Friends of Rye Art Gallery were welcomed by Trevor Llanwarne, chairman of the Trust, to the music recital given last Saturday by harpist Sue Rothstein. It was the first time I had attended a solo harp recital and previous exposure to the harpsichord caused me some prior anxiety, fortunately here completely misplaced.
The performance began with a piece by Pescetti, and lived up to its title Andantino Expressivo with enchanting lyricism, which set the tone for the evening. Though darker emotional material was to follow, the abiding impression was of rippling water-song, flowing limpidly without dissonance, with sweeping glissandos, running arpeggios and elusive harmonics.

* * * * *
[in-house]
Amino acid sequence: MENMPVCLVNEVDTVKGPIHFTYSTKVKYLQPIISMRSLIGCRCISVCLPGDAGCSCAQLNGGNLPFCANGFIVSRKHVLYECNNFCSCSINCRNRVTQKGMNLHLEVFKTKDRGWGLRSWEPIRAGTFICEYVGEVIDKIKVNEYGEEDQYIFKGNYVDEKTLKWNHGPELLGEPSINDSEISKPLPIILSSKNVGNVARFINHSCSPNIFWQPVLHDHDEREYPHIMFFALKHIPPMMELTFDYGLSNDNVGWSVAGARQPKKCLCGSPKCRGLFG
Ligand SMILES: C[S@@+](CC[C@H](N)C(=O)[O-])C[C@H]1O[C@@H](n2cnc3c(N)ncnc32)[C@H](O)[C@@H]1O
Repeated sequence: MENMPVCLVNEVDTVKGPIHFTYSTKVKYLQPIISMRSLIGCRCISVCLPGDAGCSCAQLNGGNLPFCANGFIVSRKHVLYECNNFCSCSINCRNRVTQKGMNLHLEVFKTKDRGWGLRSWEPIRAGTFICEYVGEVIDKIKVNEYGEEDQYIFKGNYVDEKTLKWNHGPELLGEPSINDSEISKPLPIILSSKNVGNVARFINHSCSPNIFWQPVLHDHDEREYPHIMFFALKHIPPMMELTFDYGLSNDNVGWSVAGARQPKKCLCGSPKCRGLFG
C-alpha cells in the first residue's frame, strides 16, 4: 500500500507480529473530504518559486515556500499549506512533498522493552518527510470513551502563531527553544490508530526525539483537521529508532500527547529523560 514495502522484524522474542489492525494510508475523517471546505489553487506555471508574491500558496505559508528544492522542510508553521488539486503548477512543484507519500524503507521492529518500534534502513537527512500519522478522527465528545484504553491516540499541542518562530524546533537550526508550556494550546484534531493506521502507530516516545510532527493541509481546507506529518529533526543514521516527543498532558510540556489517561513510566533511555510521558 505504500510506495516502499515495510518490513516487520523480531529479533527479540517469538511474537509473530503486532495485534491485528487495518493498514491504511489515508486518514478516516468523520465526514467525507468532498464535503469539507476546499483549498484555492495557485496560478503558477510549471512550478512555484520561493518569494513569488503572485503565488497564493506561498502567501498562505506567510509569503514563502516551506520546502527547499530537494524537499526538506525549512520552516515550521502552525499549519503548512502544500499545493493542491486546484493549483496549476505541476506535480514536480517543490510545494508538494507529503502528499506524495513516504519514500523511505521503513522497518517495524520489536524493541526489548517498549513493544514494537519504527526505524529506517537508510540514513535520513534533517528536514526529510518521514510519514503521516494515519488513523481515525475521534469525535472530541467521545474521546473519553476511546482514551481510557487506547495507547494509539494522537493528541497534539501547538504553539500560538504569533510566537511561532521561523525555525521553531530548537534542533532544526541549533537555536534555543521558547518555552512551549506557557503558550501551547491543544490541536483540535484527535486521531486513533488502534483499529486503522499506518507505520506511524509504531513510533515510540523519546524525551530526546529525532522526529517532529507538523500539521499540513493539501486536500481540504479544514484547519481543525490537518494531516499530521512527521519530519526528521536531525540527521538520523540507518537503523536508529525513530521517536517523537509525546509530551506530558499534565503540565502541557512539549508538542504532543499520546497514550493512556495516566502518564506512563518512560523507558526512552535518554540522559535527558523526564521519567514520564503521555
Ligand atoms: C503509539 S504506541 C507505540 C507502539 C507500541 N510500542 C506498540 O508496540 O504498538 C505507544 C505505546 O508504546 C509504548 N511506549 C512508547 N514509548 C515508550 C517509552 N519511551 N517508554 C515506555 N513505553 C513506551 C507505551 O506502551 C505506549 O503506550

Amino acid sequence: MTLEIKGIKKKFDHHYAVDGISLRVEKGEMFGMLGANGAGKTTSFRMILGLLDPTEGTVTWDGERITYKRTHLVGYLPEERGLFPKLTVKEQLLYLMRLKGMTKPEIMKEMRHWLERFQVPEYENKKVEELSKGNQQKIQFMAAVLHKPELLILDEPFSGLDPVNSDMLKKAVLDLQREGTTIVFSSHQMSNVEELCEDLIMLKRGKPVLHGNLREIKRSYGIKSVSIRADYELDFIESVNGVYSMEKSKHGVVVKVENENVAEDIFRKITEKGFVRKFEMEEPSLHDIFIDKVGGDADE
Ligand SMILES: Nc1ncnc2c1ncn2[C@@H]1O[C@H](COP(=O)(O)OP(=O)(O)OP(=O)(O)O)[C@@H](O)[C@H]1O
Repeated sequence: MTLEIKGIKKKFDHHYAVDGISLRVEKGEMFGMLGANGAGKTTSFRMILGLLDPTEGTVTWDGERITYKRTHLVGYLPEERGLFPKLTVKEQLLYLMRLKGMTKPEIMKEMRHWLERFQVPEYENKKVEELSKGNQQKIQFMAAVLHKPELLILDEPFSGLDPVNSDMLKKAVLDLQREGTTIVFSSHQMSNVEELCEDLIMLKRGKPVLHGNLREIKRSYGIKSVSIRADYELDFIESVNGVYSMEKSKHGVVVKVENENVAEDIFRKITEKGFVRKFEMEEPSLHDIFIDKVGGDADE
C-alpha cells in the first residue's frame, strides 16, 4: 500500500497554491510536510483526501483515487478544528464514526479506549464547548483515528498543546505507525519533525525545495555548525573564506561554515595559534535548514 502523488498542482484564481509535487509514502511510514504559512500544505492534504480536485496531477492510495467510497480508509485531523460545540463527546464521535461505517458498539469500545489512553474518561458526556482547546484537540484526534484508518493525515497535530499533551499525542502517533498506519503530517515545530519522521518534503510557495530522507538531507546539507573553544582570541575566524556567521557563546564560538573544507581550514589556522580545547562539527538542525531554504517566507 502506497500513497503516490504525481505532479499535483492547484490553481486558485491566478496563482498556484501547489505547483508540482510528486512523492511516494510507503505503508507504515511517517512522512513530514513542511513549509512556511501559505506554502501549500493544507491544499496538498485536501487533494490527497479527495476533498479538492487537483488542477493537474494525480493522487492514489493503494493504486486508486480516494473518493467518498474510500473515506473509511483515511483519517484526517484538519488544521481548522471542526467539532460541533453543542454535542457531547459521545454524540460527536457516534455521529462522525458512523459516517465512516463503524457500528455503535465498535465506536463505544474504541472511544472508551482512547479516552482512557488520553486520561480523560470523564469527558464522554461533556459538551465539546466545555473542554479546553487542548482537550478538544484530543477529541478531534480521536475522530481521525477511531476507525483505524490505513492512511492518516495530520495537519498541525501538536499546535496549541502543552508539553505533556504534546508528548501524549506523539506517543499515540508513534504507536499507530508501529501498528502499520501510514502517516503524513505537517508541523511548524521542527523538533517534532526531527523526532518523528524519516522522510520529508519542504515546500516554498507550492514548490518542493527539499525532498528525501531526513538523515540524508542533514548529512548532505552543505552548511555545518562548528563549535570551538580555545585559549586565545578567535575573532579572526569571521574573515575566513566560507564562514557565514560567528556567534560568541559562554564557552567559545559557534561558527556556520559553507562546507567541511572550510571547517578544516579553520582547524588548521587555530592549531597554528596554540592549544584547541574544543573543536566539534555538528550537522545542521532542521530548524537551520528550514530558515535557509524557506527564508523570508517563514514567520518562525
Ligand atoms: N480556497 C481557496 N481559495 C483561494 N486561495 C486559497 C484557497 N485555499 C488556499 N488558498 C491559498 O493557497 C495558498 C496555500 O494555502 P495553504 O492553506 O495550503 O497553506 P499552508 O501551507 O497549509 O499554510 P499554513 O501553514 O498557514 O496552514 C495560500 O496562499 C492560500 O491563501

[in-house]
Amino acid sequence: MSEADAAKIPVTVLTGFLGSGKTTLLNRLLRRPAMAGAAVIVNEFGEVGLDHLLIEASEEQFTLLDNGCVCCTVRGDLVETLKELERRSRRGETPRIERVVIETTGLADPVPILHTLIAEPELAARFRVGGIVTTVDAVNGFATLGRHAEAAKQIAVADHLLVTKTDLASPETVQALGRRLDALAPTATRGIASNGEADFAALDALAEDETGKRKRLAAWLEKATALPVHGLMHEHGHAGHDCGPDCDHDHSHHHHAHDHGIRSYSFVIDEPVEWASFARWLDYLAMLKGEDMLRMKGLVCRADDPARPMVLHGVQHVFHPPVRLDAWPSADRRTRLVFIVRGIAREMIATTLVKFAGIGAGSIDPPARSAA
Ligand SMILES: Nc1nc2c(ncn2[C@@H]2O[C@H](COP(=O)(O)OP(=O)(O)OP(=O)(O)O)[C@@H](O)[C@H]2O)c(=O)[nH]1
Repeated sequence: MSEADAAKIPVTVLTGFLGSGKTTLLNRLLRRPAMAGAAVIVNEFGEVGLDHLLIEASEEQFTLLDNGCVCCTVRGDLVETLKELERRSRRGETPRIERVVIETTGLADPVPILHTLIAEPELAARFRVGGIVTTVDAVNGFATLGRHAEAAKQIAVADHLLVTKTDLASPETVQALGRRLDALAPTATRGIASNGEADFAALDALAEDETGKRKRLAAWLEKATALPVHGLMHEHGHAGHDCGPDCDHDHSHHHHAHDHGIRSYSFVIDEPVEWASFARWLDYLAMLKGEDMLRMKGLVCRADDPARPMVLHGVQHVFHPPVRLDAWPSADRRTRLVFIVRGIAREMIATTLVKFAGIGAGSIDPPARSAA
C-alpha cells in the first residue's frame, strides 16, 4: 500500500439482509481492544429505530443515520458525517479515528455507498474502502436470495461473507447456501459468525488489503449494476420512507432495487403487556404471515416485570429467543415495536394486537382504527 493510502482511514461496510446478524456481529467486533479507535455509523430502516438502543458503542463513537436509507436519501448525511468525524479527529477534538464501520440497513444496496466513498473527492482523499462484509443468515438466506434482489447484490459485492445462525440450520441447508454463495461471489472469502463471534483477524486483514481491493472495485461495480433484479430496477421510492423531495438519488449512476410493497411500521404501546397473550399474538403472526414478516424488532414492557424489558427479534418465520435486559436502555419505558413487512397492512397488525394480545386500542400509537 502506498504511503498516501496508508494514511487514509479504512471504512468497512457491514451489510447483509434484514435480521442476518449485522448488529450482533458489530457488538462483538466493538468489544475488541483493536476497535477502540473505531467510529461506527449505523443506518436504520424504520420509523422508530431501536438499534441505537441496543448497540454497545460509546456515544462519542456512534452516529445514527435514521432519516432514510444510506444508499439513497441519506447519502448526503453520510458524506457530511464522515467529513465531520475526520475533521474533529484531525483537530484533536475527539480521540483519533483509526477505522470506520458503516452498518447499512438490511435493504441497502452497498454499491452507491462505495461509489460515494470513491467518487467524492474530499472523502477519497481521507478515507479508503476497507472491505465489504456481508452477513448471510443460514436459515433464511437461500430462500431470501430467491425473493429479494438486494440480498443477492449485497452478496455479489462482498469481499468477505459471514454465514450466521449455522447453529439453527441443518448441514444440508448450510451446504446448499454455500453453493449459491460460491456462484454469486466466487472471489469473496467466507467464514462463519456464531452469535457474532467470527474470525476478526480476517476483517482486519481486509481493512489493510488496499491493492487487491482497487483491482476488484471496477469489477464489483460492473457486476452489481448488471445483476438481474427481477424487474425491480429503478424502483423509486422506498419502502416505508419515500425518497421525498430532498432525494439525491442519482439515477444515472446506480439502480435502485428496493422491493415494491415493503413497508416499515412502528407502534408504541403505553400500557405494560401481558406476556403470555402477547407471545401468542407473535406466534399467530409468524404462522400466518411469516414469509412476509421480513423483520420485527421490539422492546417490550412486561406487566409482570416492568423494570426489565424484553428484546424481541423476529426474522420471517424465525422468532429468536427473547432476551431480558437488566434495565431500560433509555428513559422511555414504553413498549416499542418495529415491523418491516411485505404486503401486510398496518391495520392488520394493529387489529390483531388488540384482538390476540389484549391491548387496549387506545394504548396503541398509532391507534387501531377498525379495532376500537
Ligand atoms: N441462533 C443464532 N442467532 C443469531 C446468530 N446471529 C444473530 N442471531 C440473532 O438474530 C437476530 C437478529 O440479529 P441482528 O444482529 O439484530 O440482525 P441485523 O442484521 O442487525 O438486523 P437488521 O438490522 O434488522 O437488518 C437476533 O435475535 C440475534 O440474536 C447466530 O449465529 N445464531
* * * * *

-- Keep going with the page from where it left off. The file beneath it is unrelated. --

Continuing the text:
The repertoire was unfamiliar, without the perhaps anticipated anguish to be met in the Gaelic traditional themes of loss and betrayal in love, as sung in the minstrel’s hall of medieval times. This wide-ranging music was played on a thoroughly modern instrument, with seven pedals capable of producing almost infinite modulations of tone and effect.
Sue Rothstein’s artistry was mesmerising, her hands dancing over the strings. The tone was conversational, an intimate dialogue in which we listeners shared. Sometimes leisurely, at times more insistent, the music held in John Milton’s words: “an inbreathed sense, able to pierce”. Forty minutes of pleasurable listening passed so quickly, leaving us wanting to hear more.
As an innovation on the part of Rye Art Gallery, bringing music and art together, this can be rated a success to be repeated, one hopes.
Image Credits: Kenneth Bird .